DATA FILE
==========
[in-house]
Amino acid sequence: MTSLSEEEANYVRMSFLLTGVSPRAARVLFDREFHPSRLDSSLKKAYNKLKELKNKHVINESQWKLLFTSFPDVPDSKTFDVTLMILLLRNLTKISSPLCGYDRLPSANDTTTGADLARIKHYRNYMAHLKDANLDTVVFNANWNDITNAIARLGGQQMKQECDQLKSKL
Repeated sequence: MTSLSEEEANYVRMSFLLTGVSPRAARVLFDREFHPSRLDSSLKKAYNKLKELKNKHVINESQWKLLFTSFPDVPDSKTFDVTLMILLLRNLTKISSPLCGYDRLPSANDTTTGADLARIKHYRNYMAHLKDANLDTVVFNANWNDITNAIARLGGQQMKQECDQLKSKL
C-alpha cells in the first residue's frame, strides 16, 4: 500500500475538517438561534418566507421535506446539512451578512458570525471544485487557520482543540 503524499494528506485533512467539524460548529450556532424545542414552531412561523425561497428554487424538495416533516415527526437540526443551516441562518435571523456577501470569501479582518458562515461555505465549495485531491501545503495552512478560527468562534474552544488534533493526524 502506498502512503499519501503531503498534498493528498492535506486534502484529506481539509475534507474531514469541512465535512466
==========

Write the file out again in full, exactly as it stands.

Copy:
[in-house]
Amino acid sequence: MTSLSEEEANYVRMSFLLTGVSPRAARVLFDREFHPSRLDSSLKKAYNKLKELKNKHVINESQWKLLFTSFPDVPDSKTFDVTLMILLLRNLTKISSPLCGYDRLPSANDTTTGADLARIKHYRNYMAHLKDANLDTVVFNANWNDITNAIARLGGQQMKQECDQLKSKL
Repeated sequence: MTSLSEEEANYVRMSFLLTGVSPRAARVLFDREFHPSRLDSSLKKAYNKLKELKNKHVINESQWKLLFTSFPDVPDSKTFDVTLMILLLRNLTKISSPLCGYDRLPSANDTTTGADLARIKHYRNYMAHLKDANLDTVVFNANWNDITNAIARLGGQQMKQECDQLKSKL
C-alpha cells in the first residue's frame, strides 16, 4: 500500500475538517438561534418566507421535506446539512451578512458570525471544485487557520482543540 503524499494528506485533512467539524460548529450556532424545542414552531412561523425561497428554487424538495416533516415527526437540526443551516441562518435571523456577501470569501479582518458562515461555505465549495485531491501545503495552512478560527468562534474552544488534533493526524 502506498502512503499519501503531503498534498493528498492535506486534502484529506481539509475534507474531514469541512465535512466